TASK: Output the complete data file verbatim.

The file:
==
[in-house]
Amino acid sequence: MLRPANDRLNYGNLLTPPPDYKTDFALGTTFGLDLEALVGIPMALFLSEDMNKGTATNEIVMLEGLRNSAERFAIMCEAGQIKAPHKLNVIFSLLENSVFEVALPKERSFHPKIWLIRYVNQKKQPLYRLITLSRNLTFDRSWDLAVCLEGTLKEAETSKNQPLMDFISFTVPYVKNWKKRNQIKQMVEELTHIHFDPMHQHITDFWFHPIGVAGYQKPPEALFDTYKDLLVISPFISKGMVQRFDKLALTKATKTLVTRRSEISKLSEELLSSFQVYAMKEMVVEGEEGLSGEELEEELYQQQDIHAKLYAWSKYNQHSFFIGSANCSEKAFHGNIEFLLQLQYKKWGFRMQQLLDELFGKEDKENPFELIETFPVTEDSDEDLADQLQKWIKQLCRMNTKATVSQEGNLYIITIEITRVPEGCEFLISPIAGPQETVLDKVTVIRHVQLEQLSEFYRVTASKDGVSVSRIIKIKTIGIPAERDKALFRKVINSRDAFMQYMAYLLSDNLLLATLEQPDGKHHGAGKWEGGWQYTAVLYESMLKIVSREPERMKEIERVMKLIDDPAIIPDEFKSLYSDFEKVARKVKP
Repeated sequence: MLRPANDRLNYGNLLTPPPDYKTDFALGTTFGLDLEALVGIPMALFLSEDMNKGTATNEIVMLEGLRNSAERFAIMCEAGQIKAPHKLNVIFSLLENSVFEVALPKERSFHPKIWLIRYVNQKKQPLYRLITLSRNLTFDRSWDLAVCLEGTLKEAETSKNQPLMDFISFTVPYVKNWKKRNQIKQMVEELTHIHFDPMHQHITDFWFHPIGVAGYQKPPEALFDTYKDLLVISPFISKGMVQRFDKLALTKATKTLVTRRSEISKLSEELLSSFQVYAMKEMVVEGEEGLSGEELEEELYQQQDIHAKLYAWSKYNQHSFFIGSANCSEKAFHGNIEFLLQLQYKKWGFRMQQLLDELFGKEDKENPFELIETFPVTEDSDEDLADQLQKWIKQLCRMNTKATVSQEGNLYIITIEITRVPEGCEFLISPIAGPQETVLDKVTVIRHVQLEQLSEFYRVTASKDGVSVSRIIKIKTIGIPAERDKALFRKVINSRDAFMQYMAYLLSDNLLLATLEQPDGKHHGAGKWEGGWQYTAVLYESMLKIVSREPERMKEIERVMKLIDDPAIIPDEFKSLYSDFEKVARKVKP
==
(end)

[in-house]
Amino acid sequence: MLRPANDRLNYGNLLTPPPDYKTDFALGTTFGLDLEALVGIPMALFLSEDMNKGTATNEIVMLEGLRNSAERFAIMCEAGQIKAPHKLNVIFSLLENSVFEVALPKERSFHPKIWLIRYVNQKKQPLYRLITLSRNLTFDRSWDLAVCLEGTLKEAETSKNQPLMDFISFTVPYVKNWKKRNQIKQMVEELTHIHFDPMHQHITDFWFHPIGVAGYQKPPEALFDTYKDLLVISPFISKGMVQRFDKLALTKATKTLVTRRSEISKLSEELLSSFQVYAMKEMVVEGEEGLSGEELEEELYQQQDIHAKLYAWSKYNQHSFFIGSANCSEKAFHGNIEFLLQLQYKKWGFRMQQLLDELFGKEDKENPFELIETFPVTEDSDEDLADQLQKWIKQLCRMNTKATVSQEGNLYIITIEITRVPEGCEFLISPIAGPQETVLDKVTVIRHVQLEQLSEFYRVTASKDGVSVSRIIKIKTIGIPAERDKALFRKVINSRDAFMQYMAYLLSDNLLLATLEQPDGKHHGAGKWEGGWQYTAVLYESMLKIVSREPERMKEIERVMKLIDDPAIIPDEFKSLYSDFEKVARKVKP
Repeated sequence: MLRPANDRLNYGNLLTPPPDYKTDFALGTTFGLDLEALVGIPMALFLSEDMNKGTATNEIVMLEGLRNSAERFAIMCEAGQIKAPHKLNVIFSLLENSVFEVALPKERSFHPKIWLIRYVNQKKQPLYRLITLSRNLTFDRSWDLAVCLEGTLKEAETSKNQPLMDFISFTVPYVKNWKKRNQIKQMVEELTHIHFDPMHQHITDFWFHPIGVAGYQKPPEALFDTYKDLLVISPFISKGMVQRFDKLALTKATKTLVTRRSEISKLSEELLSSFQVYAMKEMVVEGEEGLSGEELEEELYQQQDIHAKLYAWSKYNQHSFFIGSANCSEKAFHGNIEFLLQLQYKKWGFRMQQLLDELFGKEDKENPFELIETFPVTEDSDEDLADQLQKWIKQLCRMNTKATVSQEGNLYIITIEITRVPEGCEFLISPIAGPQETVLDKVTVIRHVQLEQLSEFYRVTASKDGVSVSRIIKIKTIGIPAERDKALFRKVINSRDAFMQYMAYLLSDNLLLATLEQPDGKHHGAGKWEGGWQYTAVLYESMLKIVSREPERMKEIERVMKLIDDPAIIPDEFKSLYSDFEKVARKVKP